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Parkzing.com Helps Drivers Stay On Top Of Tickets

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The Parking Ticket Geek

The Geek is an idiot, who gets a lot of parking tickets, and knows how to fight back.

New, Free Service Alerts Drivers Of Their Parking Tickets

Parkzing logo 2.jpg
By Diana Novak

In our go-go busy lives, sometimes it's hard to stay on top of everything.

Especially when it comes to our parking tickets.

But not anymore. A new service called Parkzing.com keeps subscribers to their free service up to date on their parking tickets via e-mail alerts. And, if you like, Parkzing, for a small fee, will even pay your tickets on time before the violation cost doubles.

Parkzing is the creation of Aren Sandersen, a San Francisco-based software designer and entrepreneur. Sanderson listened to his friends complain about the plentiful parking tickets in the city and their heavy late fees.

"The tickets were easy to forget about and the $25 late fee (almost 50 percent of the value for most tickets in San Francisco) after only 21 days is egregious," says Sanderson. "When I half-jokingly offered to pay their tickets for them for a small fee, they jumped at the chance realizing they would each save hundreds in late fees."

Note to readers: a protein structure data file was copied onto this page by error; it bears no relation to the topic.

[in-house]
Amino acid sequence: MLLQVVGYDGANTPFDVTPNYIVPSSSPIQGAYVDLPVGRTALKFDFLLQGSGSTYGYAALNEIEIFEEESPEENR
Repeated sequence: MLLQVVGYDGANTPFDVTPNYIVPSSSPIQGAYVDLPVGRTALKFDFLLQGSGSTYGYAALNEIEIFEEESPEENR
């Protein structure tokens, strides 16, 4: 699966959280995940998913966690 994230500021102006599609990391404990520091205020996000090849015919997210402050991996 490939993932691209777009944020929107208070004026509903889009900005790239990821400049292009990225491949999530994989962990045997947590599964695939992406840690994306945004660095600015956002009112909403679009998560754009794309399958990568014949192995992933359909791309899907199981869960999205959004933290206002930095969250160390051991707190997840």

Sanderson worked on the website for a few weeks in his spare time, and in February, Parkzing was born.

After a brief test period in San Francisco, Sandersen quickly expanded to include New York, Washington D.C., and of course Chicago.

"After collecting the user's license plate and email address (plus more info in some cities), Parkzing will automatically detect new parking tickets by interfacing with the city's computers nightly.  When it detects a new ticket, it sends free weekly email reminders that the ticket has not yet been paid," explains Sandersen. "Additionally, Parkzing can be set up to automatically pay the tickets after 10 days."

While no one from Parkzing has contacted Chicago's Department of Revenue, the DOR doesn't seem to have any problems with Parkzing's services.